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Several news outlets reported this weekend that Episcopal churches are piping in U2 music as part of their services–even their liturgy–in an effort to preach the message of ending global poverty.

“As the electric guitar in the U2 anthem ‘Pride (In the Name of Love)’ faded from four speakers, the Rev. Robert Brooks welcomed worshippers to Grace Episcopal Church with an unusual suggestion,” said an AP story. “He warned them to protect their hearing. ‘If the sound’s an issue, we do have earplugs available,’ he said.”

The story went on to highlight how U2’s tunes are woven into the liturgy and how something called “guerilla marketing” was utilized weeks in advance to ensure high attendance. Members and visitors are able to take communion while listening to popular U2 anthems.

For churches to include the music of secular musicians is not a new thing; the Vineyard movement, seeker churches, and the growing number Emergent Church communities have long been among those that feature house bands playing popular and classic songs. But piping in music from one of the biggest bands in the world is a signal of what may become a new trend, as pastors and other church leaders realize they can leverage the music of name-brand musicians and bands to communicate their message to the faithful army of church-goers, making it easier for ministers, pastors, rectors, and priests to get it across themselves.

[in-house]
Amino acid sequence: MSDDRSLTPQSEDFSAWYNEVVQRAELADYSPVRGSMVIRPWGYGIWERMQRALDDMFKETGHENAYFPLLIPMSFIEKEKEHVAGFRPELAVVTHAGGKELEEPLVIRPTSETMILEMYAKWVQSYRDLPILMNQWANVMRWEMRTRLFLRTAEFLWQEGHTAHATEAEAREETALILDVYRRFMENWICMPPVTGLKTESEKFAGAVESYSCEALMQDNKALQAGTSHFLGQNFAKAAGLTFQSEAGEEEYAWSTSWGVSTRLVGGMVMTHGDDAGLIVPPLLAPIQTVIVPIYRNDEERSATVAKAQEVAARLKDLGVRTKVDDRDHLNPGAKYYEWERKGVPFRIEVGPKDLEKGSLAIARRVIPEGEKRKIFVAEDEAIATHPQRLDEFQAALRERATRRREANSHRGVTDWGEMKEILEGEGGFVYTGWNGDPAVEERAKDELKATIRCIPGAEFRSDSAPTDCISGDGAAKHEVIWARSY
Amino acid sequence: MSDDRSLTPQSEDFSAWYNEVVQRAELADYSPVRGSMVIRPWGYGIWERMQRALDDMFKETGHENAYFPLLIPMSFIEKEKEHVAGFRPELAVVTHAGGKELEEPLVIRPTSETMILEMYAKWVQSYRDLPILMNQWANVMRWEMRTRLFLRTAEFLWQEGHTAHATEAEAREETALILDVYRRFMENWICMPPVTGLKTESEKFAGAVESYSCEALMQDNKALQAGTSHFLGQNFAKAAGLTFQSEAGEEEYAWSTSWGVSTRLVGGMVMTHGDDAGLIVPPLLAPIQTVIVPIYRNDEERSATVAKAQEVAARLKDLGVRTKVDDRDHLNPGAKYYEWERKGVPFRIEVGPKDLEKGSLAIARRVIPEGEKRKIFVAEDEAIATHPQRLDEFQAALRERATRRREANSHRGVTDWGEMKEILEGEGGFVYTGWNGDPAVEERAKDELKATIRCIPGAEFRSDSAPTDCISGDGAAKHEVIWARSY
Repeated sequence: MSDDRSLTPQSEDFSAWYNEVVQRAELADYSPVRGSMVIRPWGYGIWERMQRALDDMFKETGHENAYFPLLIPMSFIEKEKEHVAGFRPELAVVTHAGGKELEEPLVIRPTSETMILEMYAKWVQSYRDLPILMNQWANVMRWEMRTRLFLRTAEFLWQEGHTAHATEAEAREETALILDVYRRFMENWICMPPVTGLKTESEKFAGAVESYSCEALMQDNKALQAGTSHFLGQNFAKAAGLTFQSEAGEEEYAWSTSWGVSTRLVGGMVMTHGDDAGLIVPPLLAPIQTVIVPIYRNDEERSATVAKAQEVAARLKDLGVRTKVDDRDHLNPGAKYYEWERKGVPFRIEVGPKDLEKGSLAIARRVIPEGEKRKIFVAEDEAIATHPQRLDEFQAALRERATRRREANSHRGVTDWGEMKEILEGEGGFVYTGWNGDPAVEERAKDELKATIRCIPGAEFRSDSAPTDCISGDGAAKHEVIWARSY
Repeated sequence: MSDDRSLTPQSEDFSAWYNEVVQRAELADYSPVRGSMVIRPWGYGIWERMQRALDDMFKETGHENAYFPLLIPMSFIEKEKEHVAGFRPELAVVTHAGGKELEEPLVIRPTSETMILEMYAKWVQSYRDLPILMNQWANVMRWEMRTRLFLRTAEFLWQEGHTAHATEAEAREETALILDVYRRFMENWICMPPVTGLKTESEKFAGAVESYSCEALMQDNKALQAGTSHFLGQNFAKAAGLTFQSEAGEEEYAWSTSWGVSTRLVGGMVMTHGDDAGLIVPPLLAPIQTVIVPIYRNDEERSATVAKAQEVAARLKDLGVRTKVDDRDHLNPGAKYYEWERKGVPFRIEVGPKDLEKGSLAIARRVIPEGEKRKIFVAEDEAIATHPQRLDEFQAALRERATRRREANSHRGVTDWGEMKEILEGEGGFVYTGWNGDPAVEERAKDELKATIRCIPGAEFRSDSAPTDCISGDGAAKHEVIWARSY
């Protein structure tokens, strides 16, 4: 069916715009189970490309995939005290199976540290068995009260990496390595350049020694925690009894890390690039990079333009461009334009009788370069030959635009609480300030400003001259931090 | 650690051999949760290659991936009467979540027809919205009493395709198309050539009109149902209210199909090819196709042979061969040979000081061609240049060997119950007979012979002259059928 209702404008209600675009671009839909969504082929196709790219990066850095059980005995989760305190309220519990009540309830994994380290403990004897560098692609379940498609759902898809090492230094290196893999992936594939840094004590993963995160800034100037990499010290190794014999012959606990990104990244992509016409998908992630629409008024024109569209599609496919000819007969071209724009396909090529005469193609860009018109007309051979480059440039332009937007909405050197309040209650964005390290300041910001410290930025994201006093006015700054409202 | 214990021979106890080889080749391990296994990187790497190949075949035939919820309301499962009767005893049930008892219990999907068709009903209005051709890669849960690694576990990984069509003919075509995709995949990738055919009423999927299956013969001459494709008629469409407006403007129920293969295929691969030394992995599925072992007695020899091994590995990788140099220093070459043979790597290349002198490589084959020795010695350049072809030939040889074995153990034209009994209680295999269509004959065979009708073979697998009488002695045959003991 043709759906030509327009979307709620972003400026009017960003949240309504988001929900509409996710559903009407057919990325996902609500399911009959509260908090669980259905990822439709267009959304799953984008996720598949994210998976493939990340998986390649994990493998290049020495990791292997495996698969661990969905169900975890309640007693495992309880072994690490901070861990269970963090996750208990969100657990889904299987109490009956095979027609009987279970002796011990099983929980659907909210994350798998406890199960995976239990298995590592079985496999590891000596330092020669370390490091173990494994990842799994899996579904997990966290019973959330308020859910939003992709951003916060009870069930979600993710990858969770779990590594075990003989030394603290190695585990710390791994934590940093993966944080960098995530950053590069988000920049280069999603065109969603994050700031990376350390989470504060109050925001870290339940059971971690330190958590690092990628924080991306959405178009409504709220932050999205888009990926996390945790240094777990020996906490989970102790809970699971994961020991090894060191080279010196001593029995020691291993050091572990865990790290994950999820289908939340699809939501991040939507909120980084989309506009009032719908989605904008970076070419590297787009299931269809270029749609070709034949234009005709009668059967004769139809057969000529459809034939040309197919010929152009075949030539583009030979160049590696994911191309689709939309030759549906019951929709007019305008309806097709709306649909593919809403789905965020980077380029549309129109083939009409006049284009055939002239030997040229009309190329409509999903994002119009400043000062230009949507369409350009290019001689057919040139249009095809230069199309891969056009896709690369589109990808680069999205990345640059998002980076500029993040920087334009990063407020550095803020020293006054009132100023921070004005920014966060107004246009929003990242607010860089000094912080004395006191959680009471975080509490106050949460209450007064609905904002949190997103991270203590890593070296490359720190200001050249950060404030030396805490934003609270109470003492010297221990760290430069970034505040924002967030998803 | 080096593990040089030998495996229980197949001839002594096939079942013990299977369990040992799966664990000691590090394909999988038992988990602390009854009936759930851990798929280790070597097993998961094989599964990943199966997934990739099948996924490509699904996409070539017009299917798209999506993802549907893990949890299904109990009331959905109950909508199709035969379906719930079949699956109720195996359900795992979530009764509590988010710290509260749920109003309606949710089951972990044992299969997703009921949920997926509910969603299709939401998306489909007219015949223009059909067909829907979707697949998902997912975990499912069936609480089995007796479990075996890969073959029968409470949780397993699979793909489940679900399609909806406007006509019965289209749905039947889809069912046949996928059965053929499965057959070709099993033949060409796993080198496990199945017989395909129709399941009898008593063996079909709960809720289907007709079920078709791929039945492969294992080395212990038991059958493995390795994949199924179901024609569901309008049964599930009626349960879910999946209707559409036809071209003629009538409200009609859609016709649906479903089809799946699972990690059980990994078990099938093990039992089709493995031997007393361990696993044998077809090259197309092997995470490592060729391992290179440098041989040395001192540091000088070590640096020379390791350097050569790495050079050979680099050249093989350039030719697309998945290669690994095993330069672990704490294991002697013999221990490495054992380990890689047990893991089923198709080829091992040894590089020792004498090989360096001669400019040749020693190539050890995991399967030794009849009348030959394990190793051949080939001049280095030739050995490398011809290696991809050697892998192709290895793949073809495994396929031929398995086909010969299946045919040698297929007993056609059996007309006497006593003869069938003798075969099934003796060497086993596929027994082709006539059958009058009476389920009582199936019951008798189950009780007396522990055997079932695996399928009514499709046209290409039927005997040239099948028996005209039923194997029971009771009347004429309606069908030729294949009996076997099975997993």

And for bands–or their business managers or labels–this may signal a new realization that churches can be an effective venue for reaching new listeners.

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